Oct. 28 (Bloomberg) -- Czech shares may get a boost after parties pledging to increase company taxes failed to gain control of parliament in general elections, according to the chief economist at BH Securities in Prague.
The Social Democratic Party, who vowed to raise taxes on utilities and banks to as much as 30 percent from 19 percent, won 50 of parliament’s 200 seats in the Oct. 25-26 election. While they gained more than any other party, they didn’t garner enough to secure a majority with the help of their favored pre-ballot choice, the Communists, who came in third with 33 seats.
“Tax increases for big businesses are now off the table,” Vojtech Benda at BH Securities stock brokerage said by phone today. “That is positive for Czech stocks.”
CEZ AS, the nation’s largest power producer, Komercni Banka AS, a unit of Societe Generale SA, and Telefonica Czech Republic AS, the country’s biggest phone company, have all underperformed industry peers in the past year amid a record-long recession and campaign pledges by leading parties to raise corporate taxes.
The Czech stock market is closed today for a state holiday and will resume trading tomorrow.
CEZ has tumbled 29 percent in the past 12 months, the worst performance among 16 global industry peers tracked by Bloomberg. Western Europe’s Stoxx 600 Utilities Index, which CEZ joined on Sept. 23, has gained about 3.4 percent in the period, data compiled by Bloomberg show.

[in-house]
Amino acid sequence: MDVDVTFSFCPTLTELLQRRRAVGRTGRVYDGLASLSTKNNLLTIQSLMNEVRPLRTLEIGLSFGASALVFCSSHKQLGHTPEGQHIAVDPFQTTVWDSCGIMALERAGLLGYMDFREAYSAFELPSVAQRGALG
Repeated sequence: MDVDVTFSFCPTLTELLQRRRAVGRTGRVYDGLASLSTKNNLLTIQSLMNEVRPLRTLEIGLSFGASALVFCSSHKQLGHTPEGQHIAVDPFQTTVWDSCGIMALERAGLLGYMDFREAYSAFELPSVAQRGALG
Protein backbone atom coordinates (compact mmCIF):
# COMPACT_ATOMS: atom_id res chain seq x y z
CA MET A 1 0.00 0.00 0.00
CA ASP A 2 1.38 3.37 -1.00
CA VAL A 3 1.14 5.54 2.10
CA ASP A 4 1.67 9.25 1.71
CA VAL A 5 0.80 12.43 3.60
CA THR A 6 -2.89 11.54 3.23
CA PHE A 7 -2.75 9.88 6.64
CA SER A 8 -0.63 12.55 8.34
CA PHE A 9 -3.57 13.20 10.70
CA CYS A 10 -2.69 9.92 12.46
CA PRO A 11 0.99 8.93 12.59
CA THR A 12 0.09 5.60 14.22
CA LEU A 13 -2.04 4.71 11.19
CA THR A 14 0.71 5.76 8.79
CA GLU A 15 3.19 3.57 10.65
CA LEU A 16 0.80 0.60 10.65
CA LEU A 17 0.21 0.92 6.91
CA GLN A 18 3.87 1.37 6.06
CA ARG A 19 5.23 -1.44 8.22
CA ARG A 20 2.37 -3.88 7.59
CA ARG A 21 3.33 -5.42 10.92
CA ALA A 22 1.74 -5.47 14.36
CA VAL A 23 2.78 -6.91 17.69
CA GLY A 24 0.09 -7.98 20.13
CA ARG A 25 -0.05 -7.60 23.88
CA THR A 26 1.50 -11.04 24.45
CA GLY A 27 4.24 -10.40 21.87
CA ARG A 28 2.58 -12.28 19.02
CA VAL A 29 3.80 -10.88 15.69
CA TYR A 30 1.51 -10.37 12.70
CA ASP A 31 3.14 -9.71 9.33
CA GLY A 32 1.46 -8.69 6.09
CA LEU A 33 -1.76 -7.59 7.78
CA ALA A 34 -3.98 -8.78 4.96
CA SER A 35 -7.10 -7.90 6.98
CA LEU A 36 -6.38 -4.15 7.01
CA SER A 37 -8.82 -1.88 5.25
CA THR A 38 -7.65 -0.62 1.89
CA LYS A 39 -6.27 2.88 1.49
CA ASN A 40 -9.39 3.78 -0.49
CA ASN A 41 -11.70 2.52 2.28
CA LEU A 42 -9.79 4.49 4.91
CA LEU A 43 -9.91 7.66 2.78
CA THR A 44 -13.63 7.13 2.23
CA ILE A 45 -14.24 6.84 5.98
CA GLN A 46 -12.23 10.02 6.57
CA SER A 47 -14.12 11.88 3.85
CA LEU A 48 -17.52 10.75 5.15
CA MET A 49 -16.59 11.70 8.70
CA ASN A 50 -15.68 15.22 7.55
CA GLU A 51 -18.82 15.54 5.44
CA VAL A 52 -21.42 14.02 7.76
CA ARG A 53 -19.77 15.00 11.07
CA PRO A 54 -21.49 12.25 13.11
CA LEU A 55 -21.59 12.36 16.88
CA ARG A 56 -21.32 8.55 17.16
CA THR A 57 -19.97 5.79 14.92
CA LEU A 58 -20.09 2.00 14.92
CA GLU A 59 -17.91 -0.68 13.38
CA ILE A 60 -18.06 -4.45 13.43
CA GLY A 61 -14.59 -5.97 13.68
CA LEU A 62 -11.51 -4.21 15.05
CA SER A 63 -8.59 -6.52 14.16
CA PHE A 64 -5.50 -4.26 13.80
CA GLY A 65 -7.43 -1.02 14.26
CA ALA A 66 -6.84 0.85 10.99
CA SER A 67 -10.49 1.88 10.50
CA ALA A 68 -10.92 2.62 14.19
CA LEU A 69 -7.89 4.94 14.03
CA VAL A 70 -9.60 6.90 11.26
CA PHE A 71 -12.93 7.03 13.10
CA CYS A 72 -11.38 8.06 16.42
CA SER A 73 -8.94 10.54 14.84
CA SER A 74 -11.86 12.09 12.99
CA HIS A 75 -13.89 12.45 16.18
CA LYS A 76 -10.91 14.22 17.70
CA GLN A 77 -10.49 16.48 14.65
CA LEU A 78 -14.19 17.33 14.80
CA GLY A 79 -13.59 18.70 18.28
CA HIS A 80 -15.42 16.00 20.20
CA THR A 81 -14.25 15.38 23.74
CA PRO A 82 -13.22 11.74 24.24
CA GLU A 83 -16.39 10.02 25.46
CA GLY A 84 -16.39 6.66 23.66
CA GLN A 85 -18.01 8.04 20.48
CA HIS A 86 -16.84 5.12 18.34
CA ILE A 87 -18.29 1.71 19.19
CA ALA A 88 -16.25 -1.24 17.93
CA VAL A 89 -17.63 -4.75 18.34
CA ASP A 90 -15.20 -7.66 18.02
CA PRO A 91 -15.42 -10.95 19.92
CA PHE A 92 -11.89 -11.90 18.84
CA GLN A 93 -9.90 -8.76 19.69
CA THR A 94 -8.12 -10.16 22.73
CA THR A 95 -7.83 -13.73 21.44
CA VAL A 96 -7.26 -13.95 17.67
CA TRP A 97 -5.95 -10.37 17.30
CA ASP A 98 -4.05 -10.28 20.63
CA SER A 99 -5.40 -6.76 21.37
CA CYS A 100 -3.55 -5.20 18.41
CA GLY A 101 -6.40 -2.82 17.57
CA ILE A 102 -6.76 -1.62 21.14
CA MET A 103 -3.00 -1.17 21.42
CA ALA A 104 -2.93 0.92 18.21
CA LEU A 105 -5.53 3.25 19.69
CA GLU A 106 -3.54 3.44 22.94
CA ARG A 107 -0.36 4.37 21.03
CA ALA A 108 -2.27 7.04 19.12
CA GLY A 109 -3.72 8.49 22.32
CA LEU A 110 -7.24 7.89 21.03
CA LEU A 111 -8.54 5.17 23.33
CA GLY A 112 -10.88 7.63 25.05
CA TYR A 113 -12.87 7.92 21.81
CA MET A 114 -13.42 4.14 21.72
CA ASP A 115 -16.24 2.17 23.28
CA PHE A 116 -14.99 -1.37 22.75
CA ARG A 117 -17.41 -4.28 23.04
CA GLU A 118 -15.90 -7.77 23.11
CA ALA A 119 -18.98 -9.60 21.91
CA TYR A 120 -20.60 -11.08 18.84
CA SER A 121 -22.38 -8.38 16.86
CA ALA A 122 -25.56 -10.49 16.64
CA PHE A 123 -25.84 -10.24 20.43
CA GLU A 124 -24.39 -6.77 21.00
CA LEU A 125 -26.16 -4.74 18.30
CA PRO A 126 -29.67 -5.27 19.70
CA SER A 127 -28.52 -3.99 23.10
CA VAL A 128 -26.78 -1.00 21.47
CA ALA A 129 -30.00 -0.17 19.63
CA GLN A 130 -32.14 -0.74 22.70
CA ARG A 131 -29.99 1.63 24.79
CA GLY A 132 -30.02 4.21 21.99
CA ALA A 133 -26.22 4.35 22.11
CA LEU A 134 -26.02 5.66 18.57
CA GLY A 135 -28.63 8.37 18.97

Komercni’s 10 percent gain in the past year compares with a 25 percent rally for the Stoxx Europe 600 Banks Index. Telefonica Czech shares are down 18 percent in the period, while peers in Europe have gained 24 percent.
Most opinion polls favored the Social Democrats and the Communists for the majority of seats in the legislature. The parties had planned some tax increases and higher public spending to boost the economy after a three-year austerity program by the previous administration helped trigger an 18-month recession, which ended in the second quarter.
Social Democrats are seeking to form a government supported by billionaire Andrej Babis’s pro-business ANO party, which rejects tax increases, and by the Christian Democrats. ANO came second in the ballot, winning 47 mandates in the parliament, while the Christian Democrats will have 14 deputies.
“The overall result may be slightly positive for market sentiment,” Marek Drimal, a Prague-based economist at Komercni Banka, said in a phone interview yesterday. “Any government will raise public spending, but with Babis now being a key player, the funds are more likely to go into things like transport infrastructure rather than social benefits. Taxes may increase, but not as much as the Social Democrats planned.”
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